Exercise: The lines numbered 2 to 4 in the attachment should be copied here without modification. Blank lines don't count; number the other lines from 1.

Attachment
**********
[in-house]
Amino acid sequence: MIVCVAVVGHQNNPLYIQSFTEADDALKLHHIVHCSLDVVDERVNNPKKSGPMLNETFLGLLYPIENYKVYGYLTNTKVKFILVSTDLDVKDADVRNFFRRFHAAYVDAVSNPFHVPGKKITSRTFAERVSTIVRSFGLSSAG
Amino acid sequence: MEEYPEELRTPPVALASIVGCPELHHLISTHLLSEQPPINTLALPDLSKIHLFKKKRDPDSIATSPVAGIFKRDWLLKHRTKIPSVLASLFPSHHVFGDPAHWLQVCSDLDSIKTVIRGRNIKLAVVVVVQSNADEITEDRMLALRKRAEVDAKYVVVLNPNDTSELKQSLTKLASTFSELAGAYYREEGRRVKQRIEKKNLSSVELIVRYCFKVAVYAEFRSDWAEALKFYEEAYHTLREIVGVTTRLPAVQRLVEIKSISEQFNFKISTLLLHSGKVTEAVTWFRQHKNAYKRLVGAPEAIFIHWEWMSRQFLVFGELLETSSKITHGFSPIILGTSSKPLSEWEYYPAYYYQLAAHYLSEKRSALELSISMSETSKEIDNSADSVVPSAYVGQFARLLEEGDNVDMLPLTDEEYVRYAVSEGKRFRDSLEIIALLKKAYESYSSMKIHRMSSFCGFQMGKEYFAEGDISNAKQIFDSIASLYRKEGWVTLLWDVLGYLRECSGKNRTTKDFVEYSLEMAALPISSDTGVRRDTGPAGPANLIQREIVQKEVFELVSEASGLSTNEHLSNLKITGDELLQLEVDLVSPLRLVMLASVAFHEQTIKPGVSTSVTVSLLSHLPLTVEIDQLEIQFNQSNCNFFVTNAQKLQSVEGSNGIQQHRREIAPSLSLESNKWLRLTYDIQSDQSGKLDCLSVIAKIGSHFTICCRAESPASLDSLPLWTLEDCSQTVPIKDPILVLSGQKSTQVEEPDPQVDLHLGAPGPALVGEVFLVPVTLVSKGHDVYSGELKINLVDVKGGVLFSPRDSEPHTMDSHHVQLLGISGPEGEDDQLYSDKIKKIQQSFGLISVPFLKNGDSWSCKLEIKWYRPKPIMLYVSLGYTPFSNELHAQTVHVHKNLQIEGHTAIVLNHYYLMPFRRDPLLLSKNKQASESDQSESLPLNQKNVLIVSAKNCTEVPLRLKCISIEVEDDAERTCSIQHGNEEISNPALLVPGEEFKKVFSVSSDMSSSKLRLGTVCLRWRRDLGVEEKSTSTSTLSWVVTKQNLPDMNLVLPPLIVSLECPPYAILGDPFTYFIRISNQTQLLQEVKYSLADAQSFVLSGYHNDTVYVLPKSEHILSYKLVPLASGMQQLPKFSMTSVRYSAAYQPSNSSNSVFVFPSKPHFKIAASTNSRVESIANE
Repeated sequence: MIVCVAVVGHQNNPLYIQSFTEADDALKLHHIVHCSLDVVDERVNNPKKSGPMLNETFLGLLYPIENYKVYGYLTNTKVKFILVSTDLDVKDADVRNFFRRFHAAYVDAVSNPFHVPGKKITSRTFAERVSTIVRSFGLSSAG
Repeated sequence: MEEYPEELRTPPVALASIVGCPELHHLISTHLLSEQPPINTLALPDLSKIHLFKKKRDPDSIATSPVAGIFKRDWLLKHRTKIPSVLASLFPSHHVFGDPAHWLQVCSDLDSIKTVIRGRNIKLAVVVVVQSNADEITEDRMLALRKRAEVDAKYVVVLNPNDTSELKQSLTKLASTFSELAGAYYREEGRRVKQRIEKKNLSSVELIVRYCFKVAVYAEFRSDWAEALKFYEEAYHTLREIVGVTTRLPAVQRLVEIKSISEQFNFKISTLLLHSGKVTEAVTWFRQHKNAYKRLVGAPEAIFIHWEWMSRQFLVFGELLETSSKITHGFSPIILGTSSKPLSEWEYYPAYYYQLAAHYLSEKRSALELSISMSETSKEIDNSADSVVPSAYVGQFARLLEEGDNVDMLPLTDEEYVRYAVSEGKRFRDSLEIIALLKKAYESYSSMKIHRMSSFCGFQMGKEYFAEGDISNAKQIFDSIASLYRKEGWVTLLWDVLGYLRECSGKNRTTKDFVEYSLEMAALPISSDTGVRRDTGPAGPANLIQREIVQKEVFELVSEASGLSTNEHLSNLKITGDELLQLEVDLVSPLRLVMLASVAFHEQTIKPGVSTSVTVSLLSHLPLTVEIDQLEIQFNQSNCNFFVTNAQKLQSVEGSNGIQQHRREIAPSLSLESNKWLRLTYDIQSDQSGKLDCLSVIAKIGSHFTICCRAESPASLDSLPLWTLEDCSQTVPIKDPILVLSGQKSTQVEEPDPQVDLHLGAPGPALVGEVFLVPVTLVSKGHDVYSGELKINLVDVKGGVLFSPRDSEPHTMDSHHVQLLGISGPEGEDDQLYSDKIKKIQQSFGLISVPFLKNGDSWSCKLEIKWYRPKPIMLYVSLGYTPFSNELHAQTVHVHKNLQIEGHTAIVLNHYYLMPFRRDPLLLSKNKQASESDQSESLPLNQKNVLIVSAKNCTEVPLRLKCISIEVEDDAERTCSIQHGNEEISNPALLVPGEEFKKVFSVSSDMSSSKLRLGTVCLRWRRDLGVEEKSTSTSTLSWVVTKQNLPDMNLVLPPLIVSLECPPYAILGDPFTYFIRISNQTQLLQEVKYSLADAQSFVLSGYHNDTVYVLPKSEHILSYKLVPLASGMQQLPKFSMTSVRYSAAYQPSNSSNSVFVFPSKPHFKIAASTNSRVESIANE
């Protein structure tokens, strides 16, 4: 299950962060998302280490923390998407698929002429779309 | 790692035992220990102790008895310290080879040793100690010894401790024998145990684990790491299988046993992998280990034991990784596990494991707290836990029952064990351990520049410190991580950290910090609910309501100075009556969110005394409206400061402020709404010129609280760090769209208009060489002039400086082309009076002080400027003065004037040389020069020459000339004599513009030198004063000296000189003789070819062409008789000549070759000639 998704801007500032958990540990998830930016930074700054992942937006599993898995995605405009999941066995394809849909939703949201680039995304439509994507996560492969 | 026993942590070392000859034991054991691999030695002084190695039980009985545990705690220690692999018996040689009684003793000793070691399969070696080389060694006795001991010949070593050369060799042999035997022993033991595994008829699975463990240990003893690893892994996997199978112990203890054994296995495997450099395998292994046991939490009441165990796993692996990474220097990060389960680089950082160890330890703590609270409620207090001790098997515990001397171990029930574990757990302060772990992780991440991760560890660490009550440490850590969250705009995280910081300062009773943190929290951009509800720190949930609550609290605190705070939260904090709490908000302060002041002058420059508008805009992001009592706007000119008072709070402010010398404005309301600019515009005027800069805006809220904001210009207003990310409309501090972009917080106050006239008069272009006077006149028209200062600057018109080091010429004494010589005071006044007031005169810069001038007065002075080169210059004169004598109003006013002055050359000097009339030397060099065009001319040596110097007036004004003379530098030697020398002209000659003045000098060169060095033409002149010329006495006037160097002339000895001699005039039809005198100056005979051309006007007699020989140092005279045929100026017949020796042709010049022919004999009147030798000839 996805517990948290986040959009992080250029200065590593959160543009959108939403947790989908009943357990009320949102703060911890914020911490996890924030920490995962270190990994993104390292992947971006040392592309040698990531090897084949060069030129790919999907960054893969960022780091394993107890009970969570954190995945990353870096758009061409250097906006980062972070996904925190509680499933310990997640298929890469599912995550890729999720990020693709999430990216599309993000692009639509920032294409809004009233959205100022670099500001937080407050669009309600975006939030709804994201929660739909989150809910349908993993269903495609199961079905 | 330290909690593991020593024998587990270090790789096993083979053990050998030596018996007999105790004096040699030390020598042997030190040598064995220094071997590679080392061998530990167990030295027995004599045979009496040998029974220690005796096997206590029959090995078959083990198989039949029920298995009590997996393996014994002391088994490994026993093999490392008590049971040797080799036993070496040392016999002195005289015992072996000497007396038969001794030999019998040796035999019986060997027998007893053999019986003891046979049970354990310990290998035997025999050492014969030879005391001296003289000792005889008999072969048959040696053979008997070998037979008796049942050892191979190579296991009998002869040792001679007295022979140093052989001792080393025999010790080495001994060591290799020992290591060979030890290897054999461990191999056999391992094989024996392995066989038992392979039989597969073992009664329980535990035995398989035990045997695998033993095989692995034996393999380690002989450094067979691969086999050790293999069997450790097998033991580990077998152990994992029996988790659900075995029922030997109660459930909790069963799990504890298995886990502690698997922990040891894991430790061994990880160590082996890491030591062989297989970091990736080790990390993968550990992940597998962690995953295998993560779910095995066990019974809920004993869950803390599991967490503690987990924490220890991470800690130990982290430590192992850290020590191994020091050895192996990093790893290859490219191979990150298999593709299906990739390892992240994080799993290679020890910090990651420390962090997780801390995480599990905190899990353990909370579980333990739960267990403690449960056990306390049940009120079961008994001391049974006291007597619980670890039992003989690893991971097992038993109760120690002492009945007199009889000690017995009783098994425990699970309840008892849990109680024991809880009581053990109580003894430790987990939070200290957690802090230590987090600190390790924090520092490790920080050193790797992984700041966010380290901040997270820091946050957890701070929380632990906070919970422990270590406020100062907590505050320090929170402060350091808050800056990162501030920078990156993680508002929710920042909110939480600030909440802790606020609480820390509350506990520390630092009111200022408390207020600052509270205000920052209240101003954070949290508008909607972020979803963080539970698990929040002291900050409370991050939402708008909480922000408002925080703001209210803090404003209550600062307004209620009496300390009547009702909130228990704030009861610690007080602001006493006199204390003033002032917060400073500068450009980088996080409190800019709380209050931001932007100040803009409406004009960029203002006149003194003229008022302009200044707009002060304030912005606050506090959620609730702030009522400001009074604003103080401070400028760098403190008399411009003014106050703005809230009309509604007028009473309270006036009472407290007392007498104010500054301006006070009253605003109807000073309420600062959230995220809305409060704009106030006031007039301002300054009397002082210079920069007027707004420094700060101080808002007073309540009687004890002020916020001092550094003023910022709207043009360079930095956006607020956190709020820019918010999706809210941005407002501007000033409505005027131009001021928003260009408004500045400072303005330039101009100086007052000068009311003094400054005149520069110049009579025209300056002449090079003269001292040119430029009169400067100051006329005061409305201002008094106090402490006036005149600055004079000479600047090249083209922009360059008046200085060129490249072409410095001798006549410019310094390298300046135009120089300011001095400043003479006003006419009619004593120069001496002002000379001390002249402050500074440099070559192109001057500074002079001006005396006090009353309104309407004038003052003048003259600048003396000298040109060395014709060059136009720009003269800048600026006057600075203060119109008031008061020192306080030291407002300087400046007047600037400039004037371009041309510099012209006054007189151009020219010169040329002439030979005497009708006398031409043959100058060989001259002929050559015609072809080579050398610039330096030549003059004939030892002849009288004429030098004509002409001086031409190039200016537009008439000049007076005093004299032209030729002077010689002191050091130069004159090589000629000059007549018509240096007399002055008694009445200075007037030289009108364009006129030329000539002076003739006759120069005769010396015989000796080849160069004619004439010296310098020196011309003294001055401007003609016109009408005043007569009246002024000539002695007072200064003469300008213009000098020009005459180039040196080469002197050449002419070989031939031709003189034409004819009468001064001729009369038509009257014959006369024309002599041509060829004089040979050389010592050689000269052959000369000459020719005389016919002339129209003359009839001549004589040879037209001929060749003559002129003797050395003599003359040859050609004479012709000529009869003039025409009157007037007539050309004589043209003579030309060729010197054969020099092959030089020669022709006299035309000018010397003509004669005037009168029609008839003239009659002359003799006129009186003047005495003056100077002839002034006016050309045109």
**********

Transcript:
Amino acid sequence: MIVCVAVVGHQNNPLYIQSFTEADDALKLHHIVHCSLDVVDERVNNPKKSGPMLNETFLGLLYPIENYKVYGYLTNTKVKFILVSTDLDVKDADVRNFFRRFHAAYVDAVSNPFHVPGKKITSRTFAERVSTIVRSFGLSSAG
Amino acid sequence: MEEYPEELRTPPVALASIVGCPELHHLISTHLLSEQPPINTLALPDLSKIHLFKKKRDPDSIATSPVAGIFKRDWLLKHRTKIPSVLASLFPSHHVFGDPAHWLQVCSDLDSIKTVIRGRNIKLAVVVVVQSNADEITEDRMLALRKRAEVDAKYVVVLNPNDTSELKQSLTKLASTFSELAGAYYREEGRRVKQRIEKKNLSSVELIVRYCFKVAVYAEFRSDWAEALKFYEEAYHTLREIVGVTTRLPAVQRLVEIKSISEQFNFKISTLLLHSGKVTEAVTWFRQHKNAYKRLVGAPEAIFIHWEWMSRQFLVFGELLETSSKITHGFSPIILGTSSKPLSEWEYYPAYYYQLAAHYLSEKRSALELSISMSETSKEIDNSADSVVPSAYVGQFARLLEEGDNVDMLPLTDEEYVRYAVSEGKRFRDSLEIIALLKKAYESYSSMKIHRMSSFCGFQMGKEYFAEGDISNAKQIFDSIASLYRKEGWVTLLWDVLGYLRECSGKNRTTKDFVEYSLEMAALPISSDTGVRRDTGPAGPANLIQREIVQKEVFELVSEASGLSTNEHLSNLKITGDELLQLEVDLVSPLRLVMLASVAFHEQTIKPGVSTSVTVSLLSHLPLTVEIDQLEIQFNQSNCNFFVTNAQKLQSVEGSNGIQQHRREIAPSLSLESNKWLRLTYDIQSDQSGKLDCLSVIAKIGSHFTICCRAESPASLDSLPLWTLEDCSQTVPIKDPILVLSGQKSTQVEEPDPQVDLHLGAPGPALVGEVFLVPVTLVSKGHDVYSGELKINLVDVKGGVLFSPRDSEPHTMDSHHVQLLGISGPEGEDDQLYSDKIKKIQQSFGLISVPFLKNGDSWSCKLEIKWYRPKPIMLYVSLGYTPFSNELHAQTVHVHKNLQIEGHTAIVLNHYYLMPFRRDPLLLSKNKQASESDQSESLPLNQKNVLIVSAKNCTEVPLRLKCISIEVEDDAERTCSIQHGNEEISNPALLVPGEEFKKVFSVSSDMSSSKLRLGTVCLRWRRDLGVEEKSTSTSTLSWVVTKQNLPDMNLVLPPLIVSLECPPYAILGDPFTYFIRISNQTQLLQEVKYSLADAQSFVLSGYHNDTVYVLPKSEHILSYKLVPLASGMQQLPKFSMTSVRYSAAYQPSNSSNSVFVFPSKPHFKIAASTNSRVESIANE
Repeated sequence: MIVCVAVVGHQNNPLYIQSFTEADDALKLHHIVHCSLDVVDERVNNPKKSGPMLNETFLGLLYPIENYKVYGYLTNTKVKFILVSTDLDVKDADVRNFFRRFHAAYVDAVSNPFHVPGKKITSRTFAERVSTIVRSFGLSSAG